“Meals which parents make at home for their baby or toddler are often less healthy and more likely to lead to their child gaining weight than shop-bought ones,” according to a report in The Guardian.
When I saw the headline I nearly fell off my chair. How can processed, mass produced food be healthier than fresh ingredients?
The article reports how researchers at Aberdeen University studied 278 ready-made savoury meals aimed at children under the age of five and 408 home-cooked meals from 55 cookbooks aimed specifically at infants and young children, finding that nutritionally there were pros and cons with both types of meals.
“Home-cooked recipes contained 51% more energy than commercial products [and] contained higher carbohydrate, salt, protein, total fat and saturated fat compared with their commercial counterparts providing 7%-200% more nutrients”, said the study which was published in the Archives of Disease in Childhood medical journal.
Is this really the case? It is scary if it is!
“If anything, the study does call into question the value of ‘expert’ infant recipe books over pre-prepared meals or ordinary home cooking,” said Julian Hamilton-Shield, professor of diabetes and metabolic endocrinology at Bristol University.
Eating REAL food is critical to health
In 2008, based on a British initiative from Second World War, Jamie Oliver launched his Ministry of Food campaign. The original scheme, from the British government, set up a national network of food advisors and cooking teachers to educate the public about food and nutrition so they would be able to feed themselves properly with the rations available.
Jamie’s initiate was an updated version of this to teach more people how to cook from scratch and turn all sorts of fresh ingredients into meals when they’re in season, at their best and at their cheapest… AND IT WORKS!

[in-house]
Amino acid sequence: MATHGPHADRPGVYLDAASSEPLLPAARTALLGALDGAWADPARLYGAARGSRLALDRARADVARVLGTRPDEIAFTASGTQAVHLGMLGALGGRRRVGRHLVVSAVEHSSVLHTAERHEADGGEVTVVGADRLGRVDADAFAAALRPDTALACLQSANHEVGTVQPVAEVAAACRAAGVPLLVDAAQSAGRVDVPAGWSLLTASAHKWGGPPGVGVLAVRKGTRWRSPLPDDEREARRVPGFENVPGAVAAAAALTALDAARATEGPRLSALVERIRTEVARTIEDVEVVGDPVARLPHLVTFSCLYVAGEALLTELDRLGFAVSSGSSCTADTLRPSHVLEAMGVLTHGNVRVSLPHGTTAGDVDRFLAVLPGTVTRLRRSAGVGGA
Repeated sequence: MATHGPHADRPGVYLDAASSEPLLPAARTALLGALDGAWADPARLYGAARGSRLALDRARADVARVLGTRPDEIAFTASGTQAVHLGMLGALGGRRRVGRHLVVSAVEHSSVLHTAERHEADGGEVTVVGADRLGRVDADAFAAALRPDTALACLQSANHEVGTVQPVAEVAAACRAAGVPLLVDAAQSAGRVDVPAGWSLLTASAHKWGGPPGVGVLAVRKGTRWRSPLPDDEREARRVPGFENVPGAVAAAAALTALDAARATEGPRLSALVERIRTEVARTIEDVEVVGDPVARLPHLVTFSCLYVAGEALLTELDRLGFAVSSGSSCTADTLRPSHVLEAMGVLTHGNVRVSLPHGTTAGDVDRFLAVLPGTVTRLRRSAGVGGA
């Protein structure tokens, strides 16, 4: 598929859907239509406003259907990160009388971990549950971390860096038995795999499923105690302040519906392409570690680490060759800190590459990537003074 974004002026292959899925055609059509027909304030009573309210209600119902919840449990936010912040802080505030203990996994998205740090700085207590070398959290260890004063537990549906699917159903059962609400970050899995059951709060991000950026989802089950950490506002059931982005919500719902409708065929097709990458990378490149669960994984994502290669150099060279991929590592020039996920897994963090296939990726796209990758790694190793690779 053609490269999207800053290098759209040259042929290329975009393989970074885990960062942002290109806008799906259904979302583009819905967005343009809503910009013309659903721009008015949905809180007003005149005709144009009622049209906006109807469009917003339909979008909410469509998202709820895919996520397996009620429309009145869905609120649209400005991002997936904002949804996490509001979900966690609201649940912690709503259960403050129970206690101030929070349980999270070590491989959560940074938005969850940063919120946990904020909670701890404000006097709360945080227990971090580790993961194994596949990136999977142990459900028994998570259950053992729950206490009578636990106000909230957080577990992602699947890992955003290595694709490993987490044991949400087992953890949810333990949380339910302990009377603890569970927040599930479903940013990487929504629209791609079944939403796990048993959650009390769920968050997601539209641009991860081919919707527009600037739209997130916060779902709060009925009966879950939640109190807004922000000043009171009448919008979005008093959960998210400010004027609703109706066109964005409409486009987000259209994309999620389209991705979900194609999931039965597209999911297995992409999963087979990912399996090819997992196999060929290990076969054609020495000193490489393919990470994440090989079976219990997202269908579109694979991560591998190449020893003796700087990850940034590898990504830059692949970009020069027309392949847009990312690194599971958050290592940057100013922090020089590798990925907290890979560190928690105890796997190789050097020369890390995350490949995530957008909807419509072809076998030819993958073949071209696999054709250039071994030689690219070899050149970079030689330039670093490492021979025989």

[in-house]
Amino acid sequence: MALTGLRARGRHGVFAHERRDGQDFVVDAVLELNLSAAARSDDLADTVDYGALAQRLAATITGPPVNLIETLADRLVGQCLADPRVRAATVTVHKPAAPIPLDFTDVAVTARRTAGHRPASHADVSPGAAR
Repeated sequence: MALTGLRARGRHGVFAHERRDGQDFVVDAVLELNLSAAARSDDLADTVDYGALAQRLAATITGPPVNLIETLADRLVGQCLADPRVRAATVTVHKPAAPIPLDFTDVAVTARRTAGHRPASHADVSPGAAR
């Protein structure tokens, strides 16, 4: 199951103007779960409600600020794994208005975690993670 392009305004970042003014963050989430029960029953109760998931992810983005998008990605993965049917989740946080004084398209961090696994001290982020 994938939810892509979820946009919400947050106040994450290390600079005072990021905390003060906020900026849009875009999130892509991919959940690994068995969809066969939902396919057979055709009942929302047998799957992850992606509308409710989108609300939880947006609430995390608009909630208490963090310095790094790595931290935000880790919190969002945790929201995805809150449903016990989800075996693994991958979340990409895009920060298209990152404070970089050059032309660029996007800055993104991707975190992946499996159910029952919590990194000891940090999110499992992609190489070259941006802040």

A new study by academics at Leeds University found that attending one of Jamie Oliver’s Ministry of Food cooking courses can help improve your diet, with researchers finding that people who took the course halved the amount of snacks they ate, increased the number of fruit and vegetables and became more confident about cooking a meal from scratch.
The number of fruit and vegetable portions people ate rose from an average of 2.7 a day to 4.1 six months after the course, according to a paper in the journal Public Health Nutrition. Snacks fell from two to 1.1 over the same period.
Professor Janet Cade, a nutritional epidemiologist who took part in the research, said: “These positive changes emerged immediately following the course and had increased further by six months after the course.”
Jamie Oliver said “This important study shows that teaching people to cook really works and really does make a huge difference.”
I couldn’t agree more.
The best and most simple dietary advice I’ve ever seen comes from Michael Pollan’s New York Times Bestseller, In Defence of Food. In the introduction to the book, he perfectly summarises my beliefs about healthy nutrition in just seven words: Eat (real) food. Not too much. Mostly plants.
Note: I added the word ‘real’ to make it clear that healthy nutrition is about food made from basic ingredients and not the many ‘food-like’ products found on supermarket shelves.
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